When we do things, whether it’s writing or building or teaching or preaching, whatever it may be that we do, we like to be credited for our work. We want to make sure that the recognition comes to us rightly. When we do something bad, we’d rather have those things slip by unnoticed or point the finger somewhere else. We get annoyed, even a bit angry, when someone else receives credit for something good that we accomplished. How dare they take credit for my work!

In our lives as Christians, though, we live in the simple reality that someone has taken credit for all our work and has placed our names on all His work. It is a blessed exchange! Our works, no matter how good they may look, stink before God! In Isaiah 64:6, the prophet gets pretty graphic as he describes our “righteous deeds” before God as “bloody menstrual rags.” This uncensored version of the Hebrew text would be a bit harsh to hear on a Sunday morning. It certainly would make folks squirm, but it puts our good works into proper perspective! They don’t earn us any standing before God, to say the least! We can’t work our way into God’s favor, earn our salvation, or claim any goodness of our own before God.

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Our good works and our sinful works are one bloody, worthless mess before God, but Christ has stepped into this world, clothed Himself in our flesh, and claimed our works as His own. He soaked up our sinfulness. He put His name on our best and worst efforts, all of them soiled with sin, and claimed them as His own. And in that gracious exchange that takes place in the waters of baptism, He has placed our names on what He has done. His perfect, sinless life now bears our names. His death and resurrection, His victory over sin and the grave, now belongs to us. We claim it as our own because of who we are in Christ.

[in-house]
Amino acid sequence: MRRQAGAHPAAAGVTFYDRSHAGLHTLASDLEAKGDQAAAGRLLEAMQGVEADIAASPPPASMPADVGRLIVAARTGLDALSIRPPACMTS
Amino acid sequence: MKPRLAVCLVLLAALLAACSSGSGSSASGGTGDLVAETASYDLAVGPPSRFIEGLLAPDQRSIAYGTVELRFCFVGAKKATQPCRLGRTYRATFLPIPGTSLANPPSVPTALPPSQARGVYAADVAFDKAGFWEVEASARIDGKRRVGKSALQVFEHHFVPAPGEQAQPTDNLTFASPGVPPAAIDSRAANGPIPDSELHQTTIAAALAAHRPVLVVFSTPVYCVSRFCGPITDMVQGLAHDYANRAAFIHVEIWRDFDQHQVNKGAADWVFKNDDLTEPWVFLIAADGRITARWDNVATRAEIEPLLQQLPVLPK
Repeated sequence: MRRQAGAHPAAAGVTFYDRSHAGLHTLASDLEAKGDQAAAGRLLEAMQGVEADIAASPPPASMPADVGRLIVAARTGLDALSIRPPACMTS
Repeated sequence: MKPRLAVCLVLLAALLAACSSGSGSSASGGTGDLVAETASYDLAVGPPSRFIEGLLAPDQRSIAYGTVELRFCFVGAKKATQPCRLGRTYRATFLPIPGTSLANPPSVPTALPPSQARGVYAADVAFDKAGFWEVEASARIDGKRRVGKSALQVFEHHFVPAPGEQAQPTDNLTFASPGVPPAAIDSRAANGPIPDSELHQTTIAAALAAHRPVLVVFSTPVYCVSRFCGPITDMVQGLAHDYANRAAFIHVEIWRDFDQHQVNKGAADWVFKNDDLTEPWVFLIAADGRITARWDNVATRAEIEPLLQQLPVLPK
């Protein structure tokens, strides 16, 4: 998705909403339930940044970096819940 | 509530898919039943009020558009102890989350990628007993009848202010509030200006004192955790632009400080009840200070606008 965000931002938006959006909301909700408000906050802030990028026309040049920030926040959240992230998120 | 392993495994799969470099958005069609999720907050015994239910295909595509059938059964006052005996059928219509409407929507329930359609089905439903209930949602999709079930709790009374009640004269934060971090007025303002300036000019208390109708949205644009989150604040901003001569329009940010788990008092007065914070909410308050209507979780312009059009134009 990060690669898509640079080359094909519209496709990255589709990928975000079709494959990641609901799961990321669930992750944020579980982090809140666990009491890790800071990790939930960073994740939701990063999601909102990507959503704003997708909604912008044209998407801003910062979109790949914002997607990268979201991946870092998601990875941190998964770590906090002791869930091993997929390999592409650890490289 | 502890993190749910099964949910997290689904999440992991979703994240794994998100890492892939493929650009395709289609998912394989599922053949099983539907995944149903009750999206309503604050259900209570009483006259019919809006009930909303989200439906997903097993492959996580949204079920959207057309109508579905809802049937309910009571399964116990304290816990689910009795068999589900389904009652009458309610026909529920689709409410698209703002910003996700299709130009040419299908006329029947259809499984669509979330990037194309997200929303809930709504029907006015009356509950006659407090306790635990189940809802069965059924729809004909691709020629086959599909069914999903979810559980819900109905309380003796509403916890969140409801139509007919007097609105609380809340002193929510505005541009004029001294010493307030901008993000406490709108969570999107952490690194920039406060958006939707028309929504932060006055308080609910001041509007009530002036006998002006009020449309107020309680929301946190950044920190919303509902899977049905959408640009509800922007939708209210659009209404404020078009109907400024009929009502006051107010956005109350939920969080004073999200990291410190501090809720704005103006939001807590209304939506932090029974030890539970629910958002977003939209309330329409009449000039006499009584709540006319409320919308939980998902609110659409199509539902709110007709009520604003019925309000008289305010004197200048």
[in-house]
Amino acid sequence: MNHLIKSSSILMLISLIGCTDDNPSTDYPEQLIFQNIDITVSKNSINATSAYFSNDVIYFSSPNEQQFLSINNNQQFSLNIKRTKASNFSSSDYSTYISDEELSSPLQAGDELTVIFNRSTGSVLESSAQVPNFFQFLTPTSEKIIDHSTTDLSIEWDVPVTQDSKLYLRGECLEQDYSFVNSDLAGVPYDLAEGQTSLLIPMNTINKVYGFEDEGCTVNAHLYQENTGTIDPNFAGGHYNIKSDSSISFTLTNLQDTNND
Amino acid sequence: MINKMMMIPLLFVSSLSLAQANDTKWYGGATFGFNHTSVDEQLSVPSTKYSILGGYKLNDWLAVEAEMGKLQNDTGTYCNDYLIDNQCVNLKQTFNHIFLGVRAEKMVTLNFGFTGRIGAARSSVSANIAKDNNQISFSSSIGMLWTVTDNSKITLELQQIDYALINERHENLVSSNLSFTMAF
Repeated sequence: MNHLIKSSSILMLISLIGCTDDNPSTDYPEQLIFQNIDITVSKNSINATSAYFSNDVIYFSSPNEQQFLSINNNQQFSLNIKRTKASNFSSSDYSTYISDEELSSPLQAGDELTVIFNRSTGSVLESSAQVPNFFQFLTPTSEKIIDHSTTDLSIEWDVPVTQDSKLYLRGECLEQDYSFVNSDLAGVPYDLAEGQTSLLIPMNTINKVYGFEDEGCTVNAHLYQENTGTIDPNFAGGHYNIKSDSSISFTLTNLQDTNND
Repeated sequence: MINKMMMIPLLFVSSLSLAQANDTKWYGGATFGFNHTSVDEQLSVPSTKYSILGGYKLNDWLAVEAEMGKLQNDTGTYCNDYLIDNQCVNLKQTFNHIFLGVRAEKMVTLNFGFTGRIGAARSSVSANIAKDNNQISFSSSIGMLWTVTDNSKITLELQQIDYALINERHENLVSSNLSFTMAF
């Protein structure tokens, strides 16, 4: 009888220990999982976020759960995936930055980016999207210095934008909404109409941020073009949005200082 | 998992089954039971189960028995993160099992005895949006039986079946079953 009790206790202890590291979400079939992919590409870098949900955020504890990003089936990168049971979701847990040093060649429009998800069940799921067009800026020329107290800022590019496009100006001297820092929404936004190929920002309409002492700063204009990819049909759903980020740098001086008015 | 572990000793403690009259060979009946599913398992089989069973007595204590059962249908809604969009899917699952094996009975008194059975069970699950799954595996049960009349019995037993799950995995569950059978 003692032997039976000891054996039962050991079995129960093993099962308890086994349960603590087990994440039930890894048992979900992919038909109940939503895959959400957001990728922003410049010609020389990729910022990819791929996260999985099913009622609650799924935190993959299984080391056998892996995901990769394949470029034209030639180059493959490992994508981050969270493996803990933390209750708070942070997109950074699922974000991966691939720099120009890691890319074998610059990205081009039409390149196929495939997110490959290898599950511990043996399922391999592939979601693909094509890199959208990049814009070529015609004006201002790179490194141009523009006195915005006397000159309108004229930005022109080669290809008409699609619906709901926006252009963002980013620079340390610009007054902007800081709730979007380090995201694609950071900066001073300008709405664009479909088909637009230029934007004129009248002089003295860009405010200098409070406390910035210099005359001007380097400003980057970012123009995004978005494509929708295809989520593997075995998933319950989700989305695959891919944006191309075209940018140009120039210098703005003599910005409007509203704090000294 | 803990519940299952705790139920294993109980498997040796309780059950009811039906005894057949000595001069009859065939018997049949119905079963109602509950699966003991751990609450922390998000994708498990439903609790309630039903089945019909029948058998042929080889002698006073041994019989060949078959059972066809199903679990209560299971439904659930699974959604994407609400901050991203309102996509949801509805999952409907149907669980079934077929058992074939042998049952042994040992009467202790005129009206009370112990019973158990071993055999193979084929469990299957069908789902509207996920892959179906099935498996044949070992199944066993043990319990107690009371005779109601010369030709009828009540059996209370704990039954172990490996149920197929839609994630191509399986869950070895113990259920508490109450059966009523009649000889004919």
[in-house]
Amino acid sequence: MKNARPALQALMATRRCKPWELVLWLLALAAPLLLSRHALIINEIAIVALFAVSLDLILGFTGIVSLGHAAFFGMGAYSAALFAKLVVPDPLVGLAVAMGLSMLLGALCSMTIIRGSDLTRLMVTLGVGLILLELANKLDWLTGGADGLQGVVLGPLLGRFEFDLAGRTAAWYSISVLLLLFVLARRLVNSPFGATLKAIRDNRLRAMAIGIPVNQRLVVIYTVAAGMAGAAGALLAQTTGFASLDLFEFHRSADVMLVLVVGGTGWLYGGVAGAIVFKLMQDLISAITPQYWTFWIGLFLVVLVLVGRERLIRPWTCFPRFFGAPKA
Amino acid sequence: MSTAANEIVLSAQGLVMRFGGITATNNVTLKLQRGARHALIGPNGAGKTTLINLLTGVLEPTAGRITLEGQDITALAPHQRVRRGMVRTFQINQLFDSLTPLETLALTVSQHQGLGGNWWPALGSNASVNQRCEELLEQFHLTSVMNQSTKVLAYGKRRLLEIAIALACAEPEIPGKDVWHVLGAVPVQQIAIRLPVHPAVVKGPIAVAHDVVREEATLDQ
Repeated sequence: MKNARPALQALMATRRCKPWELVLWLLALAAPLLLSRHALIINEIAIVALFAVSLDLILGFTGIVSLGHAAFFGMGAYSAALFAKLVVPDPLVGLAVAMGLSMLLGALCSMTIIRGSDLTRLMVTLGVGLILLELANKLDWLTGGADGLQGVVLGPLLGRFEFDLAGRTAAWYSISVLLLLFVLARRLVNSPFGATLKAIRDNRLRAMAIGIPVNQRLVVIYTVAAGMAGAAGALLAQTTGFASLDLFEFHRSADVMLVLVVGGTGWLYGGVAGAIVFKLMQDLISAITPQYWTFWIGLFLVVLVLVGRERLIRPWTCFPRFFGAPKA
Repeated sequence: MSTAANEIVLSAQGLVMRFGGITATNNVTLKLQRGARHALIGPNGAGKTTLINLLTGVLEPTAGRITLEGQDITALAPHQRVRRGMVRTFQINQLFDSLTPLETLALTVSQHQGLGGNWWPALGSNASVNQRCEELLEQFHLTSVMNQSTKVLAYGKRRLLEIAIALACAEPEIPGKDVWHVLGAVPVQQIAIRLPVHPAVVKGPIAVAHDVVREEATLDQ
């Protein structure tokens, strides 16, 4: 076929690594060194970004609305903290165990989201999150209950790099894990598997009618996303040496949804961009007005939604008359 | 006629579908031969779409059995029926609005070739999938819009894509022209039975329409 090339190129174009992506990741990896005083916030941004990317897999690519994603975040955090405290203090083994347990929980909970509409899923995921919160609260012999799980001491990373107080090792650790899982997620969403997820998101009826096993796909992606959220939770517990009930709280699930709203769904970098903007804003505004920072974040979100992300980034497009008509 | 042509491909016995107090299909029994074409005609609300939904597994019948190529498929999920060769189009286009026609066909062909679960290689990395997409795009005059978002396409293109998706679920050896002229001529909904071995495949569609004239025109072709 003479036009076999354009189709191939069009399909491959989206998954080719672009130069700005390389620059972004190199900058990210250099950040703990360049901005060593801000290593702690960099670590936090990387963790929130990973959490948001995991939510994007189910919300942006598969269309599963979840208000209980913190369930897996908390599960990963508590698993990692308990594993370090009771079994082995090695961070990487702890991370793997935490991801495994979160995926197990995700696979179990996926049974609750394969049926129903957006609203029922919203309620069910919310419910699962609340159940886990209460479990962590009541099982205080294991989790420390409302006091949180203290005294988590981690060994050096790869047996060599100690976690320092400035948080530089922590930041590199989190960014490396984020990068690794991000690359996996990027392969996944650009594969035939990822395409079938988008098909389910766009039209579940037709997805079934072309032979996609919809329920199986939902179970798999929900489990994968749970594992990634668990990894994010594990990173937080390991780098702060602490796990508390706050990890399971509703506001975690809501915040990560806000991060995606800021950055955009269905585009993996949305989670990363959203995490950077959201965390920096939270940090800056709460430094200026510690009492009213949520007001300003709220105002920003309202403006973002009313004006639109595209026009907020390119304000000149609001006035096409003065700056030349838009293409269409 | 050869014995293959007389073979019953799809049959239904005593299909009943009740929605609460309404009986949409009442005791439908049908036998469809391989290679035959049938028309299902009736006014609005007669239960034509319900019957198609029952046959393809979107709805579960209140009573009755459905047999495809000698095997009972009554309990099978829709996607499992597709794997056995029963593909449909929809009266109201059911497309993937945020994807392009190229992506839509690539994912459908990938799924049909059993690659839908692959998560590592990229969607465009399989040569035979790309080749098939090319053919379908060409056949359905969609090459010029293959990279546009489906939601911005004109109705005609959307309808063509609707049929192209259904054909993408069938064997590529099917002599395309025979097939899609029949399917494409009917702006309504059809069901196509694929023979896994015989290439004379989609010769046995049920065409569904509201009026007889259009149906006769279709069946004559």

We have nothing of our own to present to God—no goodness of our own nor greatness to lay claim to. And yet we rejoice, for what we have done no longer bears our name. The sin, the guilt, the shame, even the stink of death and God’s wrath that we deserve, is no longer attributed to us, Christ has claimed it as His own! Jesus has exchange His holiness for our unholiness. His righteousness is now attributed to us. And we now wear righteousness before God that Christ earned! In this glorious exchange, all the heavens rejoice, for our names have been placed on Christ’s saving work and we do not get what we deserve. Rather, we receive what Christ has earned.

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One comment

  1. This is a good article I didn’t write, borrow, or steal. But I did hear it said somewhere “for what we have done no longer bears our name.” Good work Ross.